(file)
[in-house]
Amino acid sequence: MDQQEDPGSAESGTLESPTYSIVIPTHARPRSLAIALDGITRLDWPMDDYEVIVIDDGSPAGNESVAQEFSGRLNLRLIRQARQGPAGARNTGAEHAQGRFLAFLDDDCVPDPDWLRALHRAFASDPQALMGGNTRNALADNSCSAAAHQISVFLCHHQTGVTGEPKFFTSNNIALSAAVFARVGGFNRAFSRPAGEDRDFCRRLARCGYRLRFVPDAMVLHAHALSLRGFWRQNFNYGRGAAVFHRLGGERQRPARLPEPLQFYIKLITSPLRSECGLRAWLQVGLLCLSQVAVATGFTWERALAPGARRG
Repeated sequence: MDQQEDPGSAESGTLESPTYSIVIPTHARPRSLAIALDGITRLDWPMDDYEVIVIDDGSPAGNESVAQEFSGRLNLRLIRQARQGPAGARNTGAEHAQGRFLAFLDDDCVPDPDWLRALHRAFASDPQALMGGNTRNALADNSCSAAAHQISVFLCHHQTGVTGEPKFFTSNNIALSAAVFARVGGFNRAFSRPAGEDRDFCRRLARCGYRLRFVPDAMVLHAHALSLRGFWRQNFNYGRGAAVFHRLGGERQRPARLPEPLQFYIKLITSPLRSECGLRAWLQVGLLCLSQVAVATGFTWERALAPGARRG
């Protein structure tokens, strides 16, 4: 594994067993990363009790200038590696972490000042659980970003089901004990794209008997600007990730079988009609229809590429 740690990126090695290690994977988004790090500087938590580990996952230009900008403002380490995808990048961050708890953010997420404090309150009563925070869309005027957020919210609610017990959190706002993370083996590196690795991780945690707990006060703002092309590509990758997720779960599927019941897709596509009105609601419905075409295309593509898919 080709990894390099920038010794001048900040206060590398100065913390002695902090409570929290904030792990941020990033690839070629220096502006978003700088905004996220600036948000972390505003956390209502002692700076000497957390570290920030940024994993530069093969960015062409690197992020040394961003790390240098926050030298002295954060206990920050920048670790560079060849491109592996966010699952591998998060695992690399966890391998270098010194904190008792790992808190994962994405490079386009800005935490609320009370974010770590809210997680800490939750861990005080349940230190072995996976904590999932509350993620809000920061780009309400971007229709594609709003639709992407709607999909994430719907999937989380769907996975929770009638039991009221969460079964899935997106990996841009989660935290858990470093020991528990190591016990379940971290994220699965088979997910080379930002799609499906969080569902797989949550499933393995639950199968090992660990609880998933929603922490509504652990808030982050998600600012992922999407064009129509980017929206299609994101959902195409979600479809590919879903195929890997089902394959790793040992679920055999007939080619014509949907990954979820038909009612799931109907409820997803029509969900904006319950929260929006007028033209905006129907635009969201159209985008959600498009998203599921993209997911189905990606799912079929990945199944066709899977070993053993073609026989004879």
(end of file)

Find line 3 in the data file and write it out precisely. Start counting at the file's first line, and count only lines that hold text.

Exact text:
Repeated sequence: MDQQEDPGSAESGTLESPTYSIVIPTHARPRSLAIALDGITRLDWPMDDYEVIVIDDGSPAGNESVAQEFSGRLNLRLIRQARQGPAGARNTGAEHAQGRFLAFLDDDCVPDPDWLRALHRAFASDPQALMGGNTRNALADNSCSAAAHQISVFLCHHQTGVTGEPKFFTSNNIALSAAVFARVGGFNRAFSRPAGEDRDFCRRLARCGYRLRFVPDAMVLHAHALSLRGFWRQNFNYGRGAAVFHRLGGERQRPARLPEPLQFYIKLITSPLRSECGLRAWLQVGLLCLSQVAVATGFTWERALAPGARRG